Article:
Cats are notorious for going in "spells"--for weeks or months, they will have a favorite spot; then, for no known reason, they will change spots and never again go near the first one. My cat's current favorite is the middle of the fireplace mantle, but he used to curl up at the foot my bed at night, which I liked. He still likes to sleep on my desk while I'm working, but he has forsworn the living room couch he loved and the back of the upholstered chair in my bedroom which, early on, was a favorite spot.
Now, he's 18, almost 19, though quite spry. But whereas he always ignored dry food and couldn't wait for canned meat--which always had to be fresh, so I learned some tricks. After all, throwing out that expensive kidney diet food gets a bit costly. He would watch me spoon it back into the can, mush it around, dish out new, and then he'd eat heartily. For the last few days, he's refused to eat canned food but goes through almost two cuPs of dry food a day.
I keep his food on a high counter in the bathroom to keep it away from the dog. The cat has always jumped on the seat between the two counters, then up to his food. But in the last months, he's sat patiently on the seat waiting for me to lift him up. Taking pity on his age, I did so, but I knew he got up there by himself in the night, and when I came home from lunch today I caught him up there eating. Tonight I was using the commode (okay, not pleasant for eating, even if it's a cat) and he looked at me, calculated his jump several times, and made it up there. I told him, "See? I knew you could do it."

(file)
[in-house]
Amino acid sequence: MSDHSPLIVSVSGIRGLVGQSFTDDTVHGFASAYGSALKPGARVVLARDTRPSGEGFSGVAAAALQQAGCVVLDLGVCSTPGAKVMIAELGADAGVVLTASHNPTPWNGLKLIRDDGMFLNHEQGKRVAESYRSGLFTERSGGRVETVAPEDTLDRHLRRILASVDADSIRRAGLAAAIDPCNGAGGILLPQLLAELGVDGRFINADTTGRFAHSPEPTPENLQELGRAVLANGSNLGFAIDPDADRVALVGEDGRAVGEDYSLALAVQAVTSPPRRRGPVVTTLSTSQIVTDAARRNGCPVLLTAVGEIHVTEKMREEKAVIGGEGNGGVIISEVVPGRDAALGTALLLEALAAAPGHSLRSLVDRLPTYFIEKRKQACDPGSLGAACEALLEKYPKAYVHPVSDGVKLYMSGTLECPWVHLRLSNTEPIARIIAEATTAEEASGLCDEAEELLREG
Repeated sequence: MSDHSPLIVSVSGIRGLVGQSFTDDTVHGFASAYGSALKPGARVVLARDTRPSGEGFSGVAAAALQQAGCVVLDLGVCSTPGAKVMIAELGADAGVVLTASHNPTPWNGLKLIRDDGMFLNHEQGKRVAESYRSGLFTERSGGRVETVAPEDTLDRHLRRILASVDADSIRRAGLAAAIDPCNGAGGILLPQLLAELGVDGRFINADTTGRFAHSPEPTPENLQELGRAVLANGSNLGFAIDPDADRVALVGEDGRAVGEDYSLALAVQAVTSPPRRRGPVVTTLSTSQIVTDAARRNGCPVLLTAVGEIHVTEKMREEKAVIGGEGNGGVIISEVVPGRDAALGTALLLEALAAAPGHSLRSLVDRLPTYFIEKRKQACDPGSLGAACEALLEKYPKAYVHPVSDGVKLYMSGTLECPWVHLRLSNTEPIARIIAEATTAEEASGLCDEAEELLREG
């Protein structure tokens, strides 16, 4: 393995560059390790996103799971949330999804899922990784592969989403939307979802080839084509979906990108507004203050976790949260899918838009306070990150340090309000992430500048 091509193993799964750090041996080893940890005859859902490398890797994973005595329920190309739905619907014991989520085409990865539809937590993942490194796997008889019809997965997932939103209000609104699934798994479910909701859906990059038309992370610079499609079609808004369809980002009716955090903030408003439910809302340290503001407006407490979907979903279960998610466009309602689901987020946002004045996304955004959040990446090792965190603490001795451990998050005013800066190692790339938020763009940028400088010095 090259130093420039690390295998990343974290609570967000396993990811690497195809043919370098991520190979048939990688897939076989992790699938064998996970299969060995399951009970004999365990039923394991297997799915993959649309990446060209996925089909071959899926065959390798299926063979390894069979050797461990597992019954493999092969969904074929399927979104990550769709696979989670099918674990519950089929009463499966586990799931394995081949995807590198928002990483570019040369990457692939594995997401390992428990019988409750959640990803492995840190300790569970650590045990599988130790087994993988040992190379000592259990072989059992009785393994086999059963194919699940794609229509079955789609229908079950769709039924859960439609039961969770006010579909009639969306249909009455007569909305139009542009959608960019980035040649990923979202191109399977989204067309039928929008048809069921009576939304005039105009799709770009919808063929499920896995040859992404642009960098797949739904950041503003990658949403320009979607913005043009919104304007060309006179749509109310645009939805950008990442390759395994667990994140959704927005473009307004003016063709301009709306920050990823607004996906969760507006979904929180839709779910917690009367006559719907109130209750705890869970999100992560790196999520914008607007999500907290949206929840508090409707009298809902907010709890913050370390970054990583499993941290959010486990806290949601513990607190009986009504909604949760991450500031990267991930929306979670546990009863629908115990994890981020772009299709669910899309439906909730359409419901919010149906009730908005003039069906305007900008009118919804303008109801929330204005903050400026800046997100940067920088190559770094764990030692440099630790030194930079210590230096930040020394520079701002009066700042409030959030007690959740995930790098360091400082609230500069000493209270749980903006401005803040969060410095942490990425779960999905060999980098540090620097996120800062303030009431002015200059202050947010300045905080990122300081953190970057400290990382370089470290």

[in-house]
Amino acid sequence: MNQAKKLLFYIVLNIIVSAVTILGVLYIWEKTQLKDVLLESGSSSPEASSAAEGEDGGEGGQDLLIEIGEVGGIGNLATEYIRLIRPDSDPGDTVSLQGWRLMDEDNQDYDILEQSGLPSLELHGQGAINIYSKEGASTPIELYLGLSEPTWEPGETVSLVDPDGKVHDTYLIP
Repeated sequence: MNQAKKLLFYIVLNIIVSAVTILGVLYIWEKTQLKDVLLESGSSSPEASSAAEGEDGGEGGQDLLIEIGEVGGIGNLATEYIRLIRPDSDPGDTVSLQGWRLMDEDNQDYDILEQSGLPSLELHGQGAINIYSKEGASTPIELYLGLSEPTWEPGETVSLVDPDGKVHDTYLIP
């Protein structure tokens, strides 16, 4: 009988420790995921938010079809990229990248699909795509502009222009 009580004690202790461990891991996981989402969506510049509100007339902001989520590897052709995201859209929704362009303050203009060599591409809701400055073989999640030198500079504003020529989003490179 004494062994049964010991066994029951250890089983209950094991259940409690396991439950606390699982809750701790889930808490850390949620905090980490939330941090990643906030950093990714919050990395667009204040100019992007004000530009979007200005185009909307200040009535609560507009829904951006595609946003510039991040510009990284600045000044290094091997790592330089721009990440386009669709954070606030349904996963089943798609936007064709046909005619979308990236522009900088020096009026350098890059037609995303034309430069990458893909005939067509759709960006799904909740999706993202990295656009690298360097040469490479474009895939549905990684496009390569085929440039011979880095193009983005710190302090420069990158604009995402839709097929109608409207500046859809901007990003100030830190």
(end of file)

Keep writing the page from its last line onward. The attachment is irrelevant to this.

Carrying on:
There's no relation between these two subjects, but I had lunch with two favorite senior citizens today, both past their mid-eighties. We ate at a Mexican restaurant where we all like the spinach enchiladas--although I changed the usual lunch order to have only one enchilada and beans, no rice. Delicious. But I was struck by the difference in attitudes: the younger one (86) is all embroiled in trying to arrange a trust for her nephew and a power of attorney to administer it, if something happens to her. She's fully enjoying life. But the other one, 88 years old, said sometimes she thinks Dr.Kevorkian has it right, and it would be so wonderful just to go to sleep and let others worry about such things. I said, "Not me. I'm enjoying life too much," and they said in unison, "Wait until you hit your eighties." I know I'm barely into my seventies, but I hope to prove them wrong. I'm not ready to get old or world-weary!
I took a break from writing this post to sit on the porch with a glass of wine and read Laughed Till He Died: A Death on Demand Mystery by Carolyn Hart. I love Hart's mystery bookstore series and always buy the newest one as soon as it is available on Kindle.